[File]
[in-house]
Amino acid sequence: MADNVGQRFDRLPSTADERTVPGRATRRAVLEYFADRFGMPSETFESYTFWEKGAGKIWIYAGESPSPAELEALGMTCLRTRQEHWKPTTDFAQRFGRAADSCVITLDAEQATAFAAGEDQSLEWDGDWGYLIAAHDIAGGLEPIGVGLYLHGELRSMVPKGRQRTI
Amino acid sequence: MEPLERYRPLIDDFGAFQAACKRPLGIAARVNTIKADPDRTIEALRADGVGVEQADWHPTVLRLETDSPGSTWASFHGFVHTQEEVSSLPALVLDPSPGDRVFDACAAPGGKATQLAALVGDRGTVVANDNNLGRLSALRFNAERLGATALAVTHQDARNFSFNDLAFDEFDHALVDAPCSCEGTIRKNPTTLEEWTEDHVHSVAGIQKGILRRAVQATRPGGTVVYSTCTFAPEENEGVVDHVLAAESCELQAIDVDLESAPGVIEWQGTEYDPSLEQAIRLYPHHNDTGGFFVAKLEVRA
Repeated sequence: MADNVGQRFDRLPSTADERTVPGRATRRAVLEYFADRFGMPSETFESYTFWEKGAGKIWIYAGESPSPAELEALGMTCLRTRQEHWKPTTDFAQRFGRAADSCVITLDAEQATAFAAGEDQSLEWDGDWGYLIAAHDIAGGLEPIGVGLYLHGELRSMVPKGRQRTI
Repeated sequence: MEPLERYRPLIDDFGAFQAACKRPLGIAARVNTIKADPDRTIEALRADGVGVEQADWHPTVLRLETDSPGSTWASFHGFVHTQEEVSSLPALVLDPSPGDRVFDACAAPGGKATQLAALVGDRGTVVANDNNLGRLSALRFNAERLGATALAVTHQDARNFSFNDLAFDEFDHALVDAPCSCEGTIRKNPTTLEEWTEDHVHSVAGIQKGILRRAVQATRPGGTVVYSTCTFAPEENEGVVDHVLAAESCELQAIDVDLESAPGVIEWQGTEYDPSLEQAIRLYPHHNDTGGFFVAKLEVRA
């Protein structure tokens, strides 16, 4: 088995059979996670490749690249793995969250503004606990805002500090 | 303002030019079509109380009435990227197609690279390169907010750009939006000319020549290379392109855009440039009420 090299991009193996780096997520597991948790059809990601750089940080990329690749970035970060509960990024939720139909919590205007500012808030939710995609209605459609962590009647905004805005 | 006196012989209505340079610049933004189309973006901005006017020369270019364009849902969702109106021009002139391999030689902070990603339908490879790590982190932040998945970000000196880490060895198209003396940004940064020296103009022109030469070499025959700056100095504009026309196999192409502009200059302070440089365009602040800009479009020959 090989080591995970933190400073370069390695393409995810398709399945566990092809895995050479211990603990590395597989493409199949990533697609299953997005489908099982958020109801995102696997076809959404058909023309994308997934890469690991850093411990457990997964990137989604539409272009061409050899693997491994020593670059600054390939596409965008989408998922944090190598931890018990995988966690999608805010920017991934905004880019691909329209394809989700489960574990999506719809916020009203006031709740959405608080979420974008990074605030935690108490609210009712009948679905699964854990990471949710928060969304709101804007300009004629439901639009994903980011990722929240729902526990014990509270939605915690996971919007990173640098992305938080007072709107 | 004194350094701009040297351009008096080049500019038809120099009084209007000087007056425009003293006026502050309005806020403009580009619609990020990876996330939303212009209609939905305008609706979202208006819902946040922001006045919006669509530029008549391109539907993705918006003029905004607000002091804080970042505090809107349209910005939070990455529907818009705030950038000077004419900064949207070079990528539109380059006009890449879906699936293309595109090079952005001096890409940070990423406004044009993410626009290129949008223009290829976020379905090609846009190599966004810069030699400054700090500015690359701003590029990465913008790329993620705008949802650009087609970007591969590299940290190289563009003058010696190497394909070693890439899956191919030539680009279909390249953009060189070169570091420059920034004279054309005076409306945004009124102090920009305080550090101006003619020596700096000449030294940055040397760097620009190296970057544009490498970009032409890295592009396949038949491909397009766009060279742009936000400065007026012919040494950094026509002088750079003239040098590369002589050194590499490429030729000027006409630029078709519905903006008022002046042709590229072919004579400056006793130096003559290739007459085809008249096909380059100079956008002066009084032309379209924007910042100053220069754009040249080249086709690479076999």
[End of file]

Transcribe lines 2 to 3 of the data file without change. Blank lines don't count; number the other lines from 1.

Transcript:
Amino acid sequence: MADNVGQRFDRLPSTADERTVPGRATRRAVLEYFADRFGMPSETFESYTFWEKGAGKIWIYAGESPSPAELEALGMTCLRTRQEHWKPTTDFAQRFGRAADSCVITLDAEQATAFAAGEDQSLEWDGDWGYLIAAHDIAGGLEPIGVGLYLHGELRSMVPKGRQRTI
Amino acid sequence: MEPLERYRPLIDDFGAFQAACKRPLGIAARVNTIKADPDRTIEALRADGVGVEQADWHPTVLRLETDSPGSTWASFHGFVHTQEEVSSLPALVLDPSPGDRVFDACAAPGGKATQLAALVGDRGTVVANDNNLGRLSALRFNAERLGATALAVTHQDARNFSFNDLAFDEFDHALVDAPCSCEGTIRKNPTTLEEWTEDHVHSVAGIQKGILRRAVQATRPGGTVVYSTCTFAPEENEGVVDHVLAAESCELQAIDVDLESAPGVIEWQGTEYDPSLEQAIRLYPHHNDTGGFFVAKLEVRA